Employers will have to pick up the tab when ‘benefit scroungers’ are forced to work.
New incapacity benefit tests due in October 2008 look set to force a significant number of people who are disabled or have been unable to work owing to long-term sickness into the workplace. This could place an additional cost on the employer through the financial and administrative burden of dealing with these new employees.
The Department for Work and Pensions estimates that there are 2.64 million people currently claiming incapacity benefit and that the proposed reforms are likely to reduce this number by only 20,000. Yet commentators fear up to 1.3 million people will be forced into the workplace under the new test.
Work and pensions secretary Peter Hain recently put the cost of incapacity benefit for 2006-07 at £12.5bn, so taxpayers might be seduced into thinking that getting ‘benefit scroungers’ back to work can only be positive.
This has not been helped by the Times newspaper’s request under the Freedom of Information Act, which showed that 2,000 people claiming incapacity benefit were classed as “too fat to work”, costing the taxpayer £4.4m a year, with 50 people citing acne as the reason for their claim.
These reports help colour the public view that reducing the number on incapacity benefit can only be good.
But the potential implications for UK employers could be very damaging and could put the progress of disability rights back several years. If some of those currently on incapacity benefit are forced back into the workplace too soon, they are likely to have motivational issues and high levels of sickness absence.
Those people whose condition qualifies under the Disability Discrimination Act 1995 (DDA) are entitled to reasonable adjustments, which could be a costly process for the employer, involving several meetings, assessments and the purchase of equipment.
Where the disabled worker works hard and has a good attendance record, the reasonable employer should not begrudge that outlay. However, for the less motivated who are forced back to work, the employer is likely to question making adjustments. This could further increase prejudice against disabled workers, making it more difficult for the many workers who do not let their disability affect their work.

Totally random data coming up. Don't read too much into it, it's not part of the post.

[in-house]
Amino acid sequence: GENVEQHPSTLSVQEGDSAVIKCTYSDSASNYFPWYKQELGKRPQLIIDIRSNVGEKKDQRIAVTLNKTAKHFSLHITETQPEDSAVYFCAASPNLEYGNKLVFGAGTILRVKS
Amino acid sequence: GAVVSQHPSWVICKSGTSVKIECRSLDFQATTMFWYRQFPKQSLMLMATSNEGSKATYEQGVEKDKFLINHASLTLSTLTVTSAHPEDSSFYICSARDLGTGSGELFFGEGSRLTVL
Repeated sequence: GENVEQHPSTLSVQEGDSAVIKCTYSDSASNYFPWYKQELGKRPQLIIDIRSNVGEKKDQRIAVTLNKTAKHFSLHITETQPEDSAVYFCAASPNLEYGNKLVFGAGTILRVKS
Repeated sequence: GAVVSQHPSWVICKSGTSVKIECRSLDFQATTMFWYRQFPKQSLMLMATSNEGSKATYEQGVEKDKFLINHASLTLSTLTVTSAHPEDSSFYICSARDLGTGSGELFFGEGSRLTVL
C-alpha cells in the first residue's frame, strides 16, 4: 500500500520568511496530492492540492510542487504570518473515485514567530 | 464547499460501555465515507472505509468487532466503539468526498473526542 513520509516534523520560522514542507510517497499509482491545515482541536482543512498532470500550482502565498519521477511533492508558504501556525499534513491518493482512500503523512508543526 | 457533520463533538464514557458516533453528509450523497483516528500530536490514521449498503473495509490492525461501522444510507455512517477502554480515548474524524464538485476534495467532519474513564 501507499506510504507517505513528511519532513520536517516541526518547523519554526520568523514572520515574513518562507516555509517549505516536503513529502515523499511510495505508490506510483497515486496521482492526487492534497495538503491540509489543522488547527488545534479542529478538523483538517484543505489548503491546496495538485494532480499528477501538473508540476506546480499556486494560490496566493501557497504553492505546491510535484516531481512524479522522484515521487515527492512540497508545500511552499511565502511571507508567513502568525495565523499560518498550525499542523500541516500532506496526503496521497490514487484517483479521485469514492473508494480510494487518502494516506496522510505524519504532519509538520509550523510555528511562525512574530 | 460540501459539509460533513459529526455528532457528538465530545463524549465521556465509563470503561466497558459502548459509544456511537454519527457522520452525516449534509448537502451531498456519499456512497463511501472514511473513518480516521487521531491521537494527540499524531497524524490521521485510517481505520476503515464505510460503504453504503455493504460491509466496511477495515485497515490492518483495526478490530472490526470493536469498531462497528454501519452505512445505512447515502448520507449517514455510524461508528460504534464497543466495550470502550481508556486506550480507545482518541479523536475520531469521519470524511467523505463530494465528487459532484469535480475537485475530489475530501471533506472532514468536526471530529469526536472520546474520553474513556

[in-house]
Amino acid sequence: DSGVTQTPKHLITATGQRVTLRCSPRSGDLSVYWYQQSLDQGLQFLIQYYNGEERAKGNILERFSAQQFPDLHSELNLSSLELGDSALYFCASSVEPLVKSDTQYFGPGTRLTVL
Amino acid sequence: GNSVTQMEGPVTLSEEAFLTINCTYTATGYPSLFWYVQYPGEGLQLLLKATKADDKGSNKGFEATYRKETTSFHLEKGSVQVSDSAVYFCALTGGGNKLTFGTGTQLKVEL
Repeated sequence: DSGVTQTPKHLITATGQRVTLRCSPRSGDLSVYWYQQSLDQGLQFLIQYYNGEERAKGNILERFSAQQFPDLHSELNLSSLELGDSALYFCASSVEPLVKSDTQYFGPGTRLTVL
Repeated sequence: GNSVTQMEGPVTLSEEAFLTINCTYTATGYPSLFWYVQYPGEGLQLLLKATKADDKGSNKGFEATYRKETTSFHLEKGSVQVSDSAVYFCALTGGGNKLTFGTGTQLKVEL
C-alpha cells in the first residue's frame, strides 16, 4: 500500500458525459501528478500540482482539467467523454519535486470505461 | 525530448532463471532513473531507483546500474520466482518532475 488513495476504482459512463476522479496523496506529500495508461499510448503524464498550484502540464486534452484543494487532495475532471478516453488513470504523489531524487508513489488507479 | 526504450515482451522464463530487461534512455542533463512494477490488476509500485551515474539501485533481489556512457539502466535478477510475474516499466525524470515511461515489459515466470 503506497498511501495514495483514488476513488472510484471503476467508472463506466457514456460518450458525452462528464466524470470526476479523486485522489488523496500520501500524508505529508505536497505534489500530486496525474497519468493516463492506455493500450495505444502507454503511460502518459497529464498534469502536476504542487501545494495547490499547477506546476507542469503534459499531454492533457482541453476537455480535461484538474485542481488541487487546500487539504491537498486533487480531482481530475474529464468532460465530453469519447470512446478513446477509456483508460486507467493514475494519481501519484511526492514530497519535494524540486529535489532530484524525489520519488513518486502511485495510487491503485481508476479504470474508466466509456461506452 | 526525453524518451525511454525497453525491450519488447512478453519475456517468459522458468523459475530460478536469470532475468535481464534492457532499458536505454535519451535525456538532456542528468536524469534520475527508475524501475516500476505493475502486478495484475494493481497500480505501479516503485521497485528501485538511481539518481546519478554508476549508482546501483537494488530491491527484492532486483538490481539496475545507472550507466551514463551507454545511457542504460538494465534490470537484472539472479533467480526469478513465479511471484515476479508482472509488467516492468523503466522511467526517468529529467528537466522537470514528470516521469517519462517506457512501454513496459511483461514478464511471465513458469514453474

The actual process of determining what reasonable adjustments need to be made – and how they are going to be implemented – will also be hindered where the employee keeps going on sick leave. This is going to have an inevitable cost impact on the employer, not to mention a disruption of their working practices caused by the absenteeism.
Opposition parties have focused on the fact that support for people to return to work should be at the forefront of these changes. This needs to include support for employers both in terms of identifying and making reasonable adjustments, and also in dealing with the financial cost of doing so.
Unfortunately, no criteria has been laid down and there appears to have been little or no debate on the impact this will have on employers.
The risk of tribunal claims for employers starts from the point at which they place an advertisement for a vacant position and so the individual does not even need to be an employee to claim under the DDA.
So while the government takes the political gain of the proposals, it seems that the employer will silently bear the financial burden.
Partner and head of employment,
- From October 2008, the criteria for assessing applicants for incapacity benefit will change in an effort to reduce the number of people able to claim.
- The government estimates that 20,000 people will no longer be eligible under the new test, but commentators put the figure at up to 1.3 million.
- Employers are likely to incur an increased cost burden and greater risk of tribunal litigation, yet there does not appear to be any proposals for supporting employers.
- Some incapacity benefit claimants will simply be shifted from this to unemployment benefit because they are unable to obtain work.